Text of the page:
We also assessed patterns of CoV phylogenetic turnover/differentiation among Chinese zoogeographic regions and bat host families by measuring the inter-region and inter-host values of MPD (equivalent to a measure of phylogenetic β-diversity) and their SES. We found positive inter-family SES MPD values, except between Pteropodidae and Hipposideridae for α-CoVs and between Rhinolophidae and Hipposideridae for β-CoVs (Fig. 8a, b and Supplementary Tables 28 and 29), suggesting higher phylogenetic differentiation of CoVs among most bat families than among random communities. Our phylo-ordination based on inter-family MPD values indicated that α-CoVs from vespertilionids and miniopterids, and from hipposiderids and pteropodids, as well as β-CoVs from rhinolophids and hipposiderids, were phylogenetically closely related (Fig. 8a, b). We also observed strong phylogenetic turnover between α-CoV strains from rhinolophids and from miniopterids and all other bat families, and between β-CoV strains from vespertilionids and all other bat families (Supplementary Tables 28 and 29). Phylo-ordination among bat genera based on inter-genus MPD confirmed these results and indicated that CoV strains from genera belonging to the same bat family were mostly more closely related to each other than to genera from other families (Fig. 8c, d and Supplementary Tables 30 and 31).

Fig. 8: Phylogenetic diversity.
figure 8

Standardized effect size of mean phylogenetic distance (SES MPD) and phylogenetic ordination among bat host families (a, b) and genera (c, d) for α- and β-CoVs. Boxplots for each host family and genus show the mean (cross), median (dark line within the box), interquartile range (box), 95% confidence interval (whisker bars), and outliers (dots), calculated from all pairwise comparisons between bat families (n = 10 for α-CoVs and n = 6 for β-CoVs) and genera (n = 91 for α-CoVs and n = 105 for β-CoVs).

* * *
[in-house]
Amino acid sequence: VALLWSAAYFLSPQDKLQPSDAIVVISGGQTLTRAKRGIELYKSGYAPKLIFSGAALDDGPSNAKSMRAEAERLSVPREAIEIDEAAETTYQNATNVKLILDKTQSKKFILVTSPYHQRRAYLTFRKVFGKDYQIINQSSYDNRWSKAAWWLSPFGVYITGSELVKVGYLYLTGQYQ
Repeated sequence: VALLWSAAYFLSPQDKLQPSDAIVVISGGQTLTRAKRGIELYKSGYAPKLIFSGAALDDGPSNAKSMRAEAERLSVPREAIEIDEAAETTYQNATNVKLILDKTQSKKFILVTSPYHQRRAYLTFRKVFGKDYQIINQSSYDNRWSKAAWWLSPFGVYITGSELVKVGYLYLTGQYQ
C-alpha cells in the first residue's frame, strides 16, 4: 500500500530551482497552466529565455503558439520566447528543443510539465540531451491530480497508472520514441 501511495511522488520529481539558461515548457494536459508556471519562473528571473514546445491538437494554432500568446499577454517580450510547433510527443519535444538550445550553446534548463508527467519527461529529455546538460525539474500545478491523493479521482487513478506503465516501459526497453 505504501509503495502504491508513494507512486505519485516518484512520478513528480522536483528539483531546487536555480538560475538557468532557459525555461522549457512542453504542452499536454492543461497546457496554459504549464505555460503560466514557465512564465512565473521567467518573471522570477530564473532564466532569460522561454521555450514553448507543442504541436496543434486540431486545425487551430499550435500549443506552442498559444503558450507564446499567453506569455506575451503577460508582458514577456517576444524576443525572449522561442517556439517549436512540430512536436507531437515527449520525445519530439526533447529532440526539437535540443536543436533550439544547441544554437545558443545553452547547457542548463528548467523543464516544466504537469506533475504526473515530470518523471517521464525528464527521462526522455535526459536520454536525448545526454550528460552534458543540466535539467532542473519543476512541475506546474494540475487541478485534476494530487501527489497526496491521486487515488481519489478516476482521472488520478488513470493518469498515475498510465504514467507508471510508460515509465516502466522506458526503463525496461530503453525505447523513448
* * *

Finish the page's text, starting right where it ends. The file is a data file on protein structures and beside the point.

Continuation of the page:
We observed high and positive inter-region SES MPD values between SW/HI and all other regions, suggesting that these two regions host higher endemic diversity (Fig. 9 and Supplementary Tables 32 and 31). Negative inter-region SES MPD values suggested that the phylogenetic turnover among other regions was less important than expected among random communities. Our phylo-ordination among zoogeographic regions also reflected the high phylogenetic turnover and deep evolutionary distinctiveness of both α- and β-CoVs from SW and HI regions (Fig. 9 and Supplementary Tables 32 and 33). Similar results were obtained using the random subset (Supplementary Tables 32 and 33).

Fig. 9: Phylogenetic diversity.
figure 9

Standardized effect size of mean phylogenetic distance (SES MPD) and phylogenetic ordination among zoogeographic regions for α-CoVs (a) and β-CoVs (b). Boxplots for each region show the mean (cross), median (dark line within the box), interquartile range (box), 95% confidence interval (whisker bars), and outliers (dots), calculated from all pairwise comparisons between regions (n = 15 for α-CoVs and n = 10 for β-CoVs). NO Northern region, CN Central northern region, SW South western region, CE Central region, SO Southern region, HI Hainan island.

Mantel tests

Mantel tests revealed a positive and significant correlation between CoV genetic differentiation (FST) and geographic distance matrices, both with and without provinces, including fewer than four viral sequences, for α-CoVs (r = 0.25, p = 0.0097; r = 0.32, p = 0.0196; respectively) and β-CoVs (r = 0.22, p = 0.0095; r = 0.23, p = 0.0336; respectively). We also detected a positive and highly significant correlation between CoV genetic differentiation (FST) and their host phylogenetic distance matrices, both with and without genera, including fewer than four viral sequences, for β-CoVs (r = 0.41, p = 0; r = 0.39, p = 0.0012; respectively) but not for α-CoVs (r = −0.13, p = 0.8413; r = 0.02, p = 0.5019; respectively).